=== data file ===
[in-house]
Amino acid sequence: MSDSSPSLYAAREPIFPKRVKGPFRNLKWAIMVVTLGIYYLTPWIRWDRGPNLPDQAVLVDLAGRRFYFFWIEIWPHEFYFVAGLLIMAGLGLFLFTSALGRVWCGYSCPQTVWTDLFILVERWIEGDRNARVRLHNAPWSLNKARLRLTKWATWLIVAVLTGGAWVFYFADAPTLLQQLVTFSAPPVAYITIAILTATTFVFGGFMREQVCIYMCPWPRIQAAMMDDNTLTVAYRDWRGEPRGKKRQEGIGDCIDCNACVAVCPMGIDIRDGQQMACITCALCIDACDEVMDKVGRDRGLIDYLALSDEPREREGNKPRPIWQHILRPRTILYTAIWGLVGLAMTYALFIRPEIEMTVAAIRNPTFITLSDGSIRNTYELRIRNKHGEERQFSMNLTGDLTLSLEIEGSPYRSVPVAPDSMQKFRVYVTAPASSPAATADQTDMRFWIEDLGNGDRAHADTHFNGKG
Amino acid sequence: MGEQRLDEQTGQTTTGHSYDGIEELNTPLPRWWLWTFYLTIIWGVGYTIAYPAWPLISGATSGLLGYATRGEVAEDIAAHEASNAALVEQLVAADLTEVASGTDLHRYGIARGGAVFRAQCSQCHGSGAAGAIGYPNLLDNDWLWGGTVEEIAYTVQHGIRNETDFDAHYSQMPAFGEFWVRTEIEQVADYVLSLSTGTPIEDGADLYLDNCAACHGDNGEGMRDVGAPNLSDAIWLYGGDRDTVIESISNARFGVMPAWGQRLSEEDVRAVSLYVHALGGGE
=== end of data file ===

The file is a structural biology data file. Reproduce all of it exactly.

[in-house]
Amino acid sequence: MSDSSPSLYAAREPIFPKRVKGPFRNLKWAIMVVTLGIYYLTPWIRWDRGPNLPDQAVLVDLAGRRFYFFWIEIWPHEFYFVAGLLIMAGLGLFLFTSALGRVWCGYSCPQTVWTDLFILVERWIEGDRNARVRLHNAPWSLNKARLRLTKWATWLIVAVLTGGAWVFYFADAPTLLQQLVTFSAPPVAYITIAILTATTFVFGGFMREQVCIYMCPWPRIQAAMMDDNTLTVAYRDWRGEPRGKKRQEGIGDCIDCNACVAVCPMGIDIRDGQQMACITCALCIDACDEVMDKVGRDRGLIDYLALSDEPREREGNKPRPIWQHILRPRTILYTAIWGLVGLAMTYALFIRPEIEMTVAAIRNPTFITLSDGSIRNTYELRIRNKHGEERQFSMNLTGDLTLSLEIEGSPYRSVPVAPDSMQKFRVYVTAPASSPAATADQTDMRFWIEDLGNGDRAHADTHFNGKG
Amino acid sequence: MGEQRLDEQTGQTTTGHSYDGIEELNTPLPRWWLWTFYLTIIWGVGYTIAYPAWPLISGATSGLLGYATRGEVAEDIAAHEASNAALVEQLVAADLTEVASGTDLHRYGIARGGAVFRAQCSQCHGSGAAGAIGYPNLLDNDWLWGGTVEEIAYTVQHGIRNETDFDAHYSQMPAFGEFWVRTEIEQVADYVLSLSTGTPIEDGADLYLDNCAACHGDNGEGMRDVGAPNLSDAIWLYGGDRDTVIESISNARFGVMPAWGQRLSEEDVRAVSLYVHALGGGE